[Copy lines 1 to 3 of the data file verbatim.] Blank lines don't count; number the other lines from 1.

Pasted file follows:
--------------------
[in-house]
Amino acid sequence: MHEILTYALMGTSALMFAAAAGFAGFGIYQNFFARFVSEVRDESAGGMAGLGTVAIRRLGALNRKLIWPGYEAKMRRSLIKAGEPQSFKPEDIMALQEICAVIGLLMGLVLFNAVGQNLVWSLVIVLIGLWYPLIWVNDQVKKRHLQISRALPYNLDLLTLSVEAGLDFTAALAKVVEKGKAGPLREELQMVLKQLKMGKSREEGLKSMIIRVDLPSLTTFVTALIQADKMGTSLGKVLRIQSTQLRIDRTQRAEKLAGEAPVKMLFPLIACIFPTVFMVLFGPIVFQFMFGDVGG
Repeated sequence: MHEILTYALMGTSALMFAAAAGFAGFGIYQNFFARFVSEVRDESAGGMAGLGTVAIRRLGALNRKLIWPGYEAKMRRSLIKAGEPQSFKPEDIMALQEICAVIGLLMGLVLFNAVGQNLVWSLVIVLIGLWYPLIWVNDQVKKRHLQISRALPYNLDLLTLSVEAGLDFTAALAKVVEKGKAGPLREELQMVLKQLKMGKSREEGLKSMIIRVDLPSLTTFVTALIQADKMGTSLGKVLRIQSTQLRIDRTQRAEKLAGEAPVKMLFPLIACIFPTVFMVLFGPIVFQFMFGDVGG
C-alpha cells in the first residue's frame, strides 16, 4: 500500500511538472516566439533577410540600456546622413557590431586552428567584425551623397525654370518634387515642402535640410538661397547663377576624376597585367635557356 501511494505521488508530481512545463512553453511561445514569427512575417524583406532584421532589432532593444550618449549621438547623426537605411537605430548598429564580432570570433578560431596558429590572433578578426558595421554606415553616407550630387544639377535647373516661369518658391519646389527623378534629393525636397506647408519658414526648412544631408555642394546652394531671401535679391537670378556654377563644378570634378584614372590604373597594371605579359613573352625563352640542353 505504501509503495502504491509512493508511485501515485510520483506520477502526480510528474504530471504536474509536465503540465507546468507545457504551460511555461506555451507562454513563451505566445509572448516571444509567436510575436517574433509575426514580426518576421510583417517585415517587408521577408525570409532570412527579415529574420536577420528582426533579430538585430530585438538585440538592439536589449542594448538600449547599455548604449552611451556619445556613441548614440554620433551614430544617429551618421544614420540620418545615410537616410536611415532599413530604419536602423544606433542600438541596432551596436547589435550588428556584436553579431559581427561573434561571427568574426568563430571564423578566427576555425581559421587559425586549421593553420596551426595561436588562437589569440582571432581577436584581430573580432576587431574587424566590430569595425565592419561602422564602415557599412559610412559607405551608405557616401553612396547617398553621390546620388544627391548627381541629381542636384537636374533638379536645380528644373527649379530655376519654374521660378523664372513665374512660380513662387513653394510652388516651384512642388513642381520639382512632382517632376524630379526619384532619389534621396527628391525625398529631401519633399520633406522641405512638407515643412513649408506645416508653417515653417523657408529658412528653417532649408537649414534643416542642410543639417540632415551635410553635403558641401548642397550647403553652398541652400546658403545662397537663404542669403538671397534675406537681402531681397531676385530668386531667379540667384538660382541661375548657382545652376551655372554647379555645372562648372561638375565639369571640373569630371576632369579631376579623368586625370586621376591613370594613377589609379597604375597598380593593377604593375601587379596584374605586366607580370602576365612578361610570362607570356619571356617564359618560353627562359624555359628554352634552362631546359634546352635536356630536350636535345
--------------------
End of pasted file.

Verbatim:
[in-house]
Amino acid sequence: MHEILTYALMGTSALMFAAAAGFAGFGIYQNFFARFVSEVRDESAGGMAGLGTVAIRRLGALNRKLIWPGYEAKMRRSLIKAGEPQSFKPEDIMALQEICAVIGLLMGLVLFNAVGQNLVWSLVIVLIGLWYPLIWVNDQVKKRHLQISRALPYNLDLLTLSVEAGLDFTAALAKVVEKGKAGPLREELQMVLKQLKMGKSREEGLKSMIIRVDLPSLTTFVTALIQADKMGTSLGKVLRIQSTQLRIDRTQRAEKLAGEAPVKMLFPLIACIFPTVFMVLFGPIVFQFMFGDVGG
Repeated sequence: MHEILTYALMGTSALMFAAAAGFAGFGIYQNFFARFVSEVRDESAGGMAGLGTVAIRRLGALNRKLIWPGYEAKMRRSLIKAGEPQSFKPEDIMALQEICAVIGLLMGLVLFNAVGQNLVWSLVIVLIGLWYPLIWVNDQVKKRHLQISRALPYNLDLLTLSVEAGLDFTAALAKVVEKGKAGPLREELQMVLKQLKMGKSREEGLKSMIIRVDLPSLTTFVTALIQADKMGTSLGKVLRIQSTQLRIDRTQRAEKLAGEAPVKMLFPLIACIFPTVFMVLFGPIVFQFMFGDVGG